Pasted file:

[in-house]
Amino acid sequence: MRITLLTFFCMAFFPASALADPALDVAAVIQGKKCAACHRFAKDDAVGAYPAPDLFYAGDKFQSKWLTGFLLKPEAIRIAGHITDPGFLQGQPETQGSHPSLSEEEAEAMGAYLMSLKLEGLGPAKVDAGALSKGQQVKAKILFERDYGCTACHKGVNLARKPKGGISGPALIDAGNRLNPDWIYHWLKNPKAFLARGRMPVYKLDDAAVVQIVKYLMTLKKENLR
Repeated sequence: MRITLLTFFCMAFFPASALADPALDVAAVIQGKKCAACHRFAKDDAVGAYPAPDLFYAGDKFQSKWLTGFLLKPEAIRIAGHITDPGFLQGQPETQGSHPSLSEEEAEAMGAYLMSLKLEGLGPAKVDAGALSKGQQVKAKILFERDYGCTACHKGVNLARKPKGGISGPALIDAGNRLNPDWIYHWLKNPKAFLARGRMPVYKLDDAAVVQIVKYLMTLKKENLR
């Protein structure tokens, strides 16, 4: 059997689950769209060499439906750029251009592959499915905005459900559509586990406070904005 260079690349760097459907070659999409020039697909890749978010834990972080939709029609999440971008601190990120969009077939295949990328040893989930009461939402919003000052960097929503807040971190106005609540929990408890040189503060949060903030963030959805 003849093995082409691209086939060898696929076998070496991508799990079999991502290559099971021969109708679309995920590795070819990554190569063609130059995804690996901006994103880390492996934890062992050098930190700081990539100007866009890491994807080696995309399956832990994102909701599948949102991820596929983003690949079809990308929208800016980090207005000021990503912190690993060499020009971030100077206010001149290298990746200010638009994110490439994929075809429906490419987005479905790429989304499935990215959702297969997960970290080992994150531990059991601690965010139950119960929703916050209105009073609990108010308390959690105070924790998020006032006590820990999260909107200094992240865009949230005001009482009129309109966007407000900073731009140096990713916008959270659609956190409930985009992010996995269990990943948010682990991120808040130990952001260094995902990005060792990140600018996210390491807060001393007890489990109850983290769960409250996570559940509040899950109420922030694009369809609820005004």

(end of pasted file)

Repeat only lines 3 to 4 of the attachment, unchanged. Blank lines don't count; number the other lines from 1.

Repeated sequence: MRITLLTFFCMAFFPASALADPALDVAAVIQGKKCAACHRFAKDDAVGAYPAPDLFYAGDKFQSKWLTGFLLKPEAIRIAGHITDPGFLQGQPETQGSHPSLSEEEAEAMGAYLMSLKLEGLGPAKVDAGALSKGQQVKAKILFERDYGCTACHKGVNLARKPKGGISGPALIDAGNRLNPDWIYHWLKNPKAFLARGRMPVYKLDDAAVVQIVKYLMTLKKENLR
């Protein structure tokens, strides 16, 4: 059997689950769209060499439906750029251009592959499915905005459900559509586990406070904005 260079690349760097459907070659999409020039697909890749978010834990972080939709029609999440971008601190990120969009077939295949990328040893989930009461939402919003000052960097929503807040971190106005609540929990408890040189503060949060903030963030959805 003849093995082409691209086939060898696929076998070496991508799990079999991502290559099971021969109708679309995920590795070819990554190569063609130059995804690996901006994103880390492996934890062992050098930190700081990539100007866009890491994807080696995309399956832990994102909701599948949102991820596929983003690949079809990308929208800016980090207005000021990503912190690993060499020009971030100077206010001149290298990746200010638009994110490439994929075809429906490419987005479905790429989304499935990215959702297969997960970290080992994150531990059991601690965010139950119960929703916050209105009073609990108010308390959690105070924790998020006032006590820990999260909107200094992240865009949230005001009482009129309109966007407000900073731009140096990713916008959270659609956190409930985009992010996995269990990943948010682990991120808040130990952001260094995902990005060792990140600018996210390491807060001393007890489990109850983290769960409250996570559940509040899950109420922030694009369809609820005004």